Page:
EXPLORING MY FAVORITE BEACH - Part 2 (The final part)

in Amazing Nature2 months ago

As already mentioned at the start of the first part of this blog mini - series, I'm not into chatting, partying or socializing on the beach lately ...

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... so most of my time there is spent on observing the nature ... plants, animals ... small details mostly ...

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... like these bristletails, ad example.

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I saw two of them running in circles around each other ... and after a minute or so of that ritual ...

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... the thing ended with the short full contact, just a couple of seconds.

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That's how the mating of these interesting insects looks.

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The rock bristletails are among the evolutionary most primitive insects, they look more like some strange shrimps. They feed on algae and various organic particle on these rocks near the sea.

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On another occasion, a few days later, I came across a dead bristletail on my seaside ramblings ... the minuscule corpse was laying on the rock ... some ants were patrolling the area ...

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... and one of them came closer ... did a bit of exploration, and then continued on his way across the rocks.

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Soon another, a bit smaller ant, definitively a different species, entered the scene ... and he started to drag the bristletail away ...

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... but he gave up after a minute or so ... and the darker ant you saw before, continued the work ... but in the opposite direction ... after a while this ant gave up as well and went away, and after some minutes, the other ant, or another one of that species that looks like the exact copy, continued dragging the corpse. This time he took it in some crevice between the rocks, where they both, the dead bristletail and the living ant, disappeared from sight.

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Meanwhile, in the blue distance ...

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... the fishing boat was passing by.

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Later that day, I found another group of ants ...

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... they were busy transporting some vegetarian stuff ...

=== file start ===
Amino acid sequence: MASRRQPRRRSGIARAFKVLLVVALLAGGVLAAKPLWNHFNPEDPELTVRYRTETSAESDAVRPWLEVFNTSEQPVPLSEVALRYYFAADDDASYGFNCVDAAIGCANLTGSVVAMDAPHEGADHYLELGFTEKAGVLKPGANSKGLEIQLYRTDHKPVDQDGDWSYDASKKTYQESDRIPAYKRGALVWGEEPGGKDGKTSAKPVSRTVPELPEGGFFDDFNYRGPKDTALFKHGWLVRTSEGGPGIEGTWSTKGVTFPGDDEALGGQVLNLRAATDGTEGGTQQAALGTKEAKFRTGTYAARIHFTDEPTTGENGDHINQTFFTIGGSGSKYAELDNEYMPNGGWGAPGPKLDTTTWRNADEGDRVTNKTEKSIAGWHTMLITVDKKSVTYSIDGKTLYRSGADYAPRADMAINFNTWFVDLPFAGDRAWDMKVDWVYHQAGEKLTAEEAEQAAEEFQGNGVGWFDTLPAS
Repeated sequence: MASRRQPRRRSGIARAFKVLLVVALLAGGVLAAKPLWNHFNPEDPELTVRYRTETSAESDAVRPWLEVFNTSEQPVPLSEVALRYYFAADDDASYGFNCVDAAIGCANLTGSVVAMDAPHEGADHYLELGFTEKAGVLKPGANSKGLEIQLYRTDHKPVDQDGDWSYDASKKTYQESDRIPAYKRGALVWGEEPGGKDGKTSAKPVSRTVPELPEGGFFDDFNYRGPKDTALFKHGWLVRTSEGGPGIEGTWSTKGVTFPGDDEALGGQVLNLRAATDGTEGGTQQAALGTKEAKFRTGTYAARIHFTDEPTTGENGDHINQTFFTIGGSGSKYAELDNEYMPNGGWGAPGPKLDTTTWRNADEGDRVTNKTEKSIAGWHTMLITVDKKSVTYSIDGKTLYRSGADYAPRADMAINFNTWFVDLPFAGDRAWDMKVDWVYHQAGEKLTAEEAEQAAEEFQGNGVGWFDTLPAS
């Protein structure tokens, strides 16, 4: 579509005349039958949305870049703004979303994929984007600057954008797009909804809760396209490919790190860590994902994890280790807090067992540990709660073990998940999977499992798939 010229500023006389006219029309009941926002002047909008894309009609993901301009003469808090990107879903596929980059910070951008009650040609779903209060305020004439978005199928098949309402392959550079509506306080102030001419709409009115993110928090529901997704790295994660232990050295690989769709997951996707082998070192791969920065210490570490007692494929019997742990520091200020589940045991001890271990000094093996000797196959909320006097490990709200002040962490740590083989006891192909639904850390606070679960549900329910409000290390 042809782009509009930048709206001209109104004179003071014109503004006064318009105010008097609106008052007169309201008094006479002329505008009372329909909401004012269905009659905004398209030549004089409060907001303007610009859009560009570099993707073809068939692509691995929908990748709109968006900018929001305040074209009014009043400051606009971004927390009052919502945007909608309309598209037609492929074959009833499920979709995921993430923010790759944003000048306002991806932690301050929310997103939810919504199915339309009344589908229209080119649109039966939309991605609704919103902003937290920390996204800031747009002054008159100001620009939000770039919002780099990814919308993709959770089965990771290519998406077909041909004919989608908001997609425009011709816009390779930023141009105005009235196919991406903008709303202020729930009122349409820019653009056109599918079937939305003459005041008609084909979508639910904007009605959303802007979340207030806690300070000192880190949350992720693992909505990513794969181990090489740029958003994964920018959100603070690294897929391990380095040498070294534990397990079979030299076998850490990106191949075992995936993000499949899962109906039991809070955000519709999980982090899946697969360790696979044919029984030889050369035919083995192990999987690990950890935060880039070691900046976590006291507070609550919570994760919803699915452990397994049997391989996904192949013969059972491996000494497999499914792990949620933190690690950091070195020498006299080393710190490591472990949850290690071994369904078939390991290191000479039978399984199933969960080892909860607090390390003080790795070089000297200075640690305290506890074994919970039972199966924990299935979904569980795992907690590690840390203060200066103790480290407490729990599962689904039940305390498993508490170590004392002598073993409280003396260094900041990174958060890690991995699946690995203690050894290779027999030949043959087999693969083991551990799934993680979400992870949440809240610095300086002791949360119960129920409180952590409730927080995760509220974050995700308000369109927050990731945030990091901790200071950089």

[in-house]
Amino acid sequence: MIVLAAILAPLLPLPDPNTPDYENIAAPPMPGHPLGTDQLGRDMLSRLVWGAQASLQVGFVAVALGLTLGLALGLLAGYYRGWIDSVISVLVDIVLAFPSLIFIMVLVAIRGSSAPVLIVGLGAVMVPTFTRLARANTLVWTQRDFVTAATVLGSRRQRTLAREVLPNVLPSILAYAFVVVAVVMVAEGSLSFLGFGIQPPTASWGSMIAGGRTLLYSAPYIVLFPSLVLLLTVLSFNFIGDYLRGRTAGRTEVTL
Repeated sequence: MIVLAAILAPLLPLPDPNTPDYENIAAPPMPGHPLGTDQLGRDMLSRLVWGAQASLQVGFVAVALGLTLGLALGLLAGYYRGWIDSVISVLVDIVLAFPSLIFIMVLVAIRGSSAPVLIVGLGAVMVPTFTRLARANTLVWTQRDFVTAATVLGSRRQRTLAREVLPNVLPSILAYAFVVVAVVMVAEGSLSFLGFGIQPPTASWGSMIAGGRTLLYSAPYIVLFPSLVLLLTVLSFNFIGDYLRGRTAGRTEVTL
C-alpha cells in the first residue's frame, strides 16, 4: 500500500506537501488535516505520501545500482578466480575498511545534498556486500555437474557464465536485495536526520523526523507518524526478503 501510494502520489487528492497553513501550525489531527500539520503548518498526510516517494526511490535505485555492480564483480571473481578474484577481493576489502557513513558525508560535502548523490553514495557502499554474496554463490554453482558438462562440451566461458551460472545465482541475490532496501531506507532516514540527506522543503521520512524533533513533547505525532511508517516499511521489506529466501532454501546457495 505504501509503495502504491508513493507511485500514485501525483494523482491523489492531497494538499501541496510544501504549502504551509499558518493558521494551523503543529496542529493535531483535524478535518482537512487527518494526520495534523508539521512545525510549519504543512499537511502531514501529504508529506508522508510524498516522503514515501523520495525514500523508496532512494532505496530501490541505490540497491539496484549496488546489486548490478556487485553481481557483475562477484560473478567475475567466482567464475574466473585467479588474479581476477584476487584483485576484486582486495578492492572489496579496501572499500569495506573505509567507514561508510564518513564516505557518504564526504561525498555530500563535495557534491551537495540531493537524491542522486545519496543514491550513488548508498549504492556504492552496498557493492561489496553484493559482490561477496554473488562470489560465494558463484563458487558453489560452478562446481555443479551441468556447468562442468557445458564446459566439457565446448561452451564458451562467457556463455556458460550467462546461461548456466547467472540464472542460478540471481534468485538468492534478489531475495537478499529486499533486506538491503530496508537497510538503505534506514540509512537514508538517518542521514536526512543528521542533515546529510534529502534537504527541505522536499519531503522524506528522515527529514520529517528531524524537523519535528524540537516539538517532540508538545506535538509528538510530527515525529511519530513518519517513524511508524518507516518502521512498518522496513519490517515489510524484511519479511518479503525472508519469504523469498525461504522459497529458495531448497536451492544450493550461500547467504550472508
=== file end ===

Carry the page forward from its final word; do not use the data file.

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... the elongated seed pods of some plant that surely grows somewhere on this stony terrain, but I haven't found out what plant it was exactly.

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The single ant with this thing looked a bit like a man dragging an entire tree.

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While some bigger ants were dragging the seed pods ...

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... others were caring only some minuscule rounded seeds.

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I spent that whole evening observing the ants at work.

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In the narrow area between the coastal rocks and the meadows, some interesting, often strange looking plants can be found.

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This is the Sedum acre, commonly known as the goldmoss stonecrop. Today I found this English common name for the first time ... sounds cool, and describes the plant quite well ...

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... Sedum acre is a plant well adapted for poor, stony soils ... and its flowers look a bit like golden stars.

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Here you can see the Limonium cancellatum with the simple - shaped leaves at the base and the intricate structures called panicles, on which tiny blue - violet flowers will appear soon.

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The Plantago subulata dominates this stony habitat ... and sometimes, very rarely from my experience, it looks like this ...

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... like a little tree that leans on the rock.

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Here, among these interesting plants, I found a minuscule bug ...

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... well camouflaged on the dusty terrain. This is the small nymph of the Henestaris laticeps, a bug from the Lygaeidae family.

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This minuscule nymph was found and photographed nearby ... I don't know the name of the species. It looks like something from the Coreidae family.

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Here, you can take a look at some rocks about a kilometer from the coast. The tide is low and seabirds are resting on this temporary island. When the tide is high, and especially if the day is windy and the weaves are big, the rocks disappear from sight, hidden under the surface.

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With this shot, I'm back in the area where the small bugs were photographed.

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Here you can see the Phosphuga atrata, a carrion beetle from the Silphidae family.

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Here you can see the fresh young sprout of the Sedum acre, a plant that you already encountered, earlier in the post ... and on the following photograph ...